Thursday, June 12, 2008

poems for sale

Spring and early summer in particular have always been the season for poets setting themselves up outdoors among the other buskers of the city.

Max Bodenheim in the late 1940s and early 50s, destitute and always looking for the next whiskey, sold poems for drinks. To be specific, he set himself up on (let's say) Hudson Street right outside the White Horse Tavern, would in some way indicate to passersby or ingoing White Horse patrons that he was indeed the once-famous freewheeling Roaring Twenties novelist and poet Maxwell Bodenheim, a glimmer of those days of High Modernist Hilarity past, and you'd make an arrangement with him: he'd write you a "sonnet to order." People would pay to help out (and thus touch the life of) a broken-down old boho with bona fide modernist and radical lineage. If one ever gets to read the Bodenheim sonnets of this period, they have to be read, it seems to me, as made by the market for aesthetic-ideological nostalgia.

Back in the late 70s I spent some time reading the manuscripts of Bodenheim in the special collections department of Alderman Library at the University of Virginia. I was taking a graduate course in bibliography, textual criticism, philology, books and bookmaking, and manuscripts, taught by the eccentric and wonderful bibliographer, Lester A. Beaurline, whose love of setting type by hand was the one thing that made me realize doctoral study in English could well connect to my life as I'd already been living it. (In high school I'd been the one A-student who took "print shop" all four years. Print shop was deemed then to be a haven for guys we rather liberally called "greasers.")

One of the assignments Beaurline gave us: find a cache of unpublished manuscripts and make something of them. I think he was hoping students would read around in Arnold, Tennyson, Chaucer (there are 4 Chaucer manuscripts there), Poe, even Thomas Jeffrerson (patron saint at UVa), Faulkner (junior patron saint there). The other students went in canonical directions. I went for Max Bodenheim - and specifically Bodenheim's final post-communist post-modernist years on the streets of New York. He lived not just symbolically but literally on the Bowery. He was murdered in 1954 by a man who in court later said he was proud to have killed a commie poet. I read a pile of these sonnets, composed by a bad shaky hand. (Somewhere I have the notes from this - and possibly some photocopies. I'll look.)

Yesterday photographer Lawrence Schwartzwald happened upon a 21-year-old poet, one Robert Samel Snyderman, who sets himself up in Central Park to write on a portable typewriter: he will sell you a poem for $5. He told Lawrence that he "writes all the time" and prefers to write on his typewriter in the park "rather than in an academic environment." Of course there are many places to write poems in the large space between on one hand the "academic environment" and, on the other, Central Park, but never mind. The photo, I think, captures the early-summer post-communist post-modernist Bodenheimian sensibility perfectly.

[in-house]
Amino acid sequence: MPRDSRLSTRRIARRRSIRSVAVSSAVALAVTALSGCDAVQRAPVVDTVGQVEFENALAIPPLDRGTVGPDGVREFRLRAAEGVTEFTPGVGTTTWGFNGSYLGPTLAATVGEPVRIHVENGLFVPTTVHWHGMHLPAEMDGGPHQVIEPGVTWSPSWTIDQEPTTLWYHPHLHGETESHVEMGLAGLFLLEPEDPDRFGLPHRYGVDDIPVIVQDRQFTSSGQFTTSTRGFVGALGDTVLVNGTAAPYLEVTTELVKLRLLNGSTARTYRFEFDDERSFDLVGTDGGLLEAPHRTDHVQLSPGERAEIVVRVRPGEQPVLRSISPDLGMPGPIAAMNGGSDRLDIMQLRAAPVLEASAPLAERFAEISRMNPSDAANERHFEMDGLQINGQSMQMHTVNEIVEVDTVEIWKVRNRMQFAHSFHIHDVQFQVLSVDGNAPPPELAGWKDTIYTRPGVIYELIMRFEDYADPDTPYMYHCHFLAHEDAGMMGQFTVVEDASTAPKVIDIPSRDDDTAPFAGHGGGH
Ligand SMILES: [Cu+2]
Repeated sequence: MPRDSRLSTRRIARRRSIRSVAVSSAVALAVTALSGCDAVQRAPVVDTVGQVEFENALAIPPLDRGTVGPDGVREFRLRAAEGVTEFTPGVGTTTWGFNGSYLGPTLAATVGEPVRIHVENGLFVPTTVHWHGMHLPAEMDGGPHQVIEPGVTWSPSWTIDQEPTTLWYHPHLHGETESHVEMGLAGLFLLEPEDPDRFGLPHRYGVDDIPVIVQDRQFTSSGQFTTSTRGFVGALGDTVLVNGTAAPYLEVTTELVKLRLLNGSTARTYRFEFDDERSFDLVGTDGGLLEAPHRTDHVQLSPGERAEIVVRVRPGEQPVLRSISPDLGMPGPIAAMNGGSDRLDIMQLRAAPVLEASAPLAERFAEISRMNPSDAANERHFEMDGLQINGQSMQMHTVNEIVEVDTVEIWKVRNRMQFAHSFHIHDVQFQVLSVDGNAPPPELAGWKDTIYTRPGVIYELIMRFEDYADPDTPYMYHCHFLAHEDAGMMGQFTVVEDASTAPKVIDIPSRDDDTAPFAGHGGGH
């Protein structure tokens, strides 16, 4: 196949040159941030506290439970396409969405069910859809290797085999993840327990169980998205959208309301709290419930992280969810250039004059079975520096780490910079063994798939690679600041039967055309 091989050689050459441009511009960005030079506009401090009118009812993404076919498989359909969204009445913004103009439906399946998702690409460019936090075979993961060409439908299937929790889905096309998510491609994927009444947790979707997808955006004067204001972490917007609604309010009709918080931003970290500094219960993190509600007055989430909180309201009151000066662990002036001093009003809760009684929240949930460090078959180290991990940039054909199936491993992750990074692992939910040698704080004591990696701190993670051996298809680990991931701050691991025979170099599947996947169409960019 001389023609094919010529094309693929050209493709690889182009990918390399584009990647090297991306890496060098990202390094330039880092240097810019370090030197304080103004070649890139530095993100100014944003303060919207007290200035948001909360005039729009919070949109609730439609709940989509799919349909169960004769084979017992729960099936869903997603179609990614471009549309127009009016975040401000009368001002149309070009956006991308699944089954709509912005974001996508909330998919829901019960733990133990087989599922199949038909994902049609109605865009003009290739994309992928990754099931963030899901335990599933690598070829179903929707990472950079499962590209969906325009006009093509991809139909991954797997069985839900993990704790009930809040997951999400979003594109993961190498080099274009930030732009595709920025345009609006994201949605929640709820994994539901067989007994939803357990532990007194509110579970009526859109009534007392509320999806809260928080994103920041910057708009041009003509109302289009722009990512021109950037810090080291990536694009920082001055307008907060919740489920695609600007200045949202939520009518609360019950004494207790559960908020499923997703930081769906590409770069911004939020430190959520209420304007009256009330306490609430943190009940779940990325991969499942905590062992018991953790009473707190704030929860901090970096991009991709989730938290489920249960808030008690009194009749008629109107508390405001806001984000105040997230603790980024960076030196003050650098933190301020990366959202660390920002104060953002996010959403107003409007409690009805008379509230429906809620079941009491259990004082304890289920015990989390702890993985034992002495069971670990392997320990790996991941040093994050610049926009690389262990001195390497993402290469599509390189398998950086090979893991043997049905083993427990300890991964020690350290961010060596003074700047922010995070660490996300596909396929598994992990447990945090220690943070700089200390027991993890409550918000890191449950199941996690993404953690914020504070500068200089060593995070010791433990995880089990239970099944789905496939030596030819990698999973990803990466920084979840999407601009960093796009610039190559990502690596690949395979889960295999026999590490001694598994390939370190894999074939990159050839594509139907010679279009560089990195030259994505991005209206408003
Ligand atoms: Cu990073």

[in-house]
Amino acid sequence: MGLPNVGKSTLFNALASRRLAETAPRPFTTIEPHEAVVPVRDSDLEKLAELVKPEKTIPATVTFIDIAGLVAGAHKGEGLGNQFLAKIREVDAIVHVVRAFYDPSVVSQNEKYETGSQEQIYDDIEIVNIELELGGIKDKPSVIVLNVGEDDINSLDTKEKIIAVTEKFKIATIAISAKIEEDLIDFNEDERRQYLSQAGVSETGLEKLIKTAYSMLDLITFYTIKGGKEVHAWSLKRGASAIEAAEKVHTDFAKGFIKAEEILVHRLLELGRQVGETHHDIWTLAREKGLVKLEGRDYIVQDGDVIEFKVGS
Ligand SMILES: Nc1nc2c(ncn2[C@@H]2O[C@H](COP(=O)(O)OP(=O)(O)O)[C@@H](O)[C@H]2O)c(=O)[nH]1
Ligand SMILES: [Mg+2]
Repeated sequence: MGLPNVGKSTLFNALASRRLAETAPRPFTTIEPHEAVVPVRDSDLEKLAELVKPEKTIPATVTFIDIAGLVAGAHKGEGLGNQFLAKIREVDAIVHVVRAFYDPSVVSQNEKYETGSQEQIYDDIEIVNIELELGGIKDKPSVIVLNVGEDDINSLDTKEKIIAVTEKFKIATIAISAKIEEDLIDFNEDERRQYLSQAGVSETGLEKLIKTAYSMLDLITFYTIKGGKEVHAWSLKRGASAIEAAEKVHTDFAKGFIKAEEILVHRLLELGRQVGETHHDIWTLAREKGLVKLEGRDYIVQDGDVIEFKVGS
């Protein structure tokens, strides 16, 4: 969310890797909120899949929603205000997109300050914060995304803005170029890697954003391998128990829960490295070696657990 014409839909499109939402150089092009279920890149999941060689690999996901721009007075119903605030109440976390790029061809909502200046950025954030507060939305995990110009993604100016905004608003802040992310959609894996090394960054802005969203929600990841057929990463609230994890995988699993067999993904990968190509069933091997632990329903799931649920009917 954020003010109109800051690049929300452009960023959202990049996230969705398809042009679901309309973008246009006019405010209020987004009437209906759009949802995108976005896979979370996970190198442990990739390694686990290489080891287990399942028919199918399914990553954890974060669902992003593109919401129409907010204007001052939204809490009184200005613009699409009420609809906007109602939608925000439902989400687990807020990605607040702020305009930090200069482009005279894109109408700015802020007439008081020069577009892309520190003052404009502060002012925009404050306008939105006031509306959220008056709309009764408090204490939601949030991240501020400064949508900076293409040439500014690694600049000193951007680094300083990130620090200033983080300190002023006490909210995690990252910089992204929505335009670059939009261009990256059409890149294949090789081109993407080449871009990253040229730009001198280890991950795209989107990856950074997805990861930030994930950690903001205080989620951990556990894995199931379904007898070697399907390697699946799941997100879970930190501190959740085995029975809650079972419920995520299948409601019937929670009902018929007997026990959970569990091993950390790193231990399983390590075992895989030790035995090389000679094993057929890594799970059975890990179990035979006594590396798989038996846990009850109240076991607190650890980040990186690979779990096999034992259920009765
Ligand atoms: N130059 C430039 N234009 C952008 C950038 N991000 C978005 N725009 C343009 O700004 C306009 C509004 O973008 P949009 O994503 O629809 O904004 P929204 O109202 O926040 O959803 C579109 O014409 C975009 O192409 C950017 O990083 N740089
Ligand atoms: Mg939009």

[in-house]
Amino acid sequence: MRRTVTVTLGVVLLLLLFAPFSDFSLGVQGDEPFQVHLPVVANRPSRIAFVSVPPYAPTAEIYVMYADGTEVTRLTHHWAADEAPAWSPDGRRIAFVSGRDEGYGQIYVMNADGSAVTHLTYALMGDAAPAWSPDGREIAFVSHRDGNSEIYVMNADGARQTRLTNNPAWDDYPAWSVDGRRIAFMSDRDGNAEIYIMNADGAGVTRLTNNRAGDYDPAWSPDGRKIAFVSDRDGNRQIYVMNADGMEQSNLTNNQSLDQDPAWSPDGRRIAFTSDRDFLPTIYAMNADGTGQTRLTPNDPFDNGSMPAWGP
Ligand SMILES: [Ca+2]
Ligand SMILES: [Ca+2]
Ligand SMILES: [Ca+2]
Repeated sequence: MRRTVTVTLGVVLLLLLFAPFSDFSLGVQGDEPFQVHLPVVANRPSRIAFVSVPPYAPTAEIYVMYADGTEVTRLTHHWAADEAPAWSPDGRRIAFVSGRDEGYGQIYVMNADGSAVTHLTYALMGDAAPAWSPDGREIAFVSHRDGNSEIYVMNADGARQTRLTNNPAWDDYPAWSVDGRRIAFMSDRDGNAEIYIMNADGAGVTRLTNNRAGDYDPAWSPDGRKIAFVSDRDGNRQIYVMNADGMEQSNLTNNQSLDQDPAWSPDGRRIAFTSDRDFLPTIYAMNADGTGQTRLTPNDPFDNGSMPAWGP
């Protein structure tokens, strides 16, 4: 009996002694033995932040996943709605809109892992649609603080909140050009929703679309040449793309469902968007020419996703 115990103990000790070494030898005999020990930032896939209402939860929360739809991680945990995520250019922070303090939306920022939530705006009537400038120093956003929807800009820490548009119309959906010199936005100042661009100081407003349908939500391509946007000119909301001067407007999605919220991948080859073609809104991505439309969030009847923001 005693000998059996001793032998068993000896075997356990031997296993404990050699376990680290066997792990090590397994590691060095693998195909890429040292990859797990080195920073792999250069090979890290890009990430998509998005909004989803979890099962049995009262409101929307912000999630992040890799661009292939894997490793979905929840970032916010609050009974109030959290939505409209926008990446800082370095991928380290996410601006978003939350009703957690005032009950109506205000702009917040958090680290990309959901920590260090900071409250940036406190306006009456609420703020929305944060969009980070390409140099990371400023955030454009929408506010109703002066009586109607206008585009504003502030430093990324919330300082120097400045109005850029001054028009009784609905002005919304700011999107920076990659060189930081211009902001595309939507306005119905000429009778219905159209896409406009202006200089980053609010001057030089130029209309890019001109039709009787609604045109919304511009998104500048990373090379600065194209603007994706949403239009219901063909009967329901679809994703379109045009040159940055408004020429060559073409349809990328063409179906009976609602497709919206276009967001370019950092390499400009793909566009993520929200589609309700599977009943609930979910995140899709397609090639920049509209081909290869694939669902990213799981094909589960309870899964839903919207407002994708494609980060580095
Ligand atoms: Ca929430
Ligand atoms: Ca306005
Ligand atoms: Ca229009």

There--see?--I used the term "post-modernist" to mean something much more specific (I mean it as ex- something) than the dead-metaphor term that gets deployed to indicate vaguely any 1945-present or 1960-present art that either continues out of modernism or reacts against it. Bodenheim's fate is thus finally instructive. He went through his modernist phase (Replenishing Jessica and other flapperistic fictions) and went through his communist phase (in the 30s and early 40s, as actually an activist member of CPUSA), and by the time we meet him selling sonnets for, shall we say, a flow of cash, beyond those aesthetic -isms and (back to? on to? down to?) the poem as a vital (desperate) function of the quavering body in need, setting itself up (through poetry!) to be needy. As you can see I'm still thinking about the possible import of C. A. Conrad's (Soma)tic Midge (see "Poems under the Influence" below). Not advocating it as an end to the coherent movement, just being sure I remember that not everyone befits such. It's possible that Lawrence's photo romanticizes this not-fitting; quite likely that Mr. Snyderman would join the first aesthetic category that would have him. And that's my point: Bodenheim would have done the same in a flash, if it would have saved him from the extremity that wrote those sonnets, some of which someone saved and which later I saw at Alderman. I'm glad I saw them. I've never known until now (blogs are fine things) how or when I could ever mention them.

Credit: Lawrence Schwartzwald/Splashnews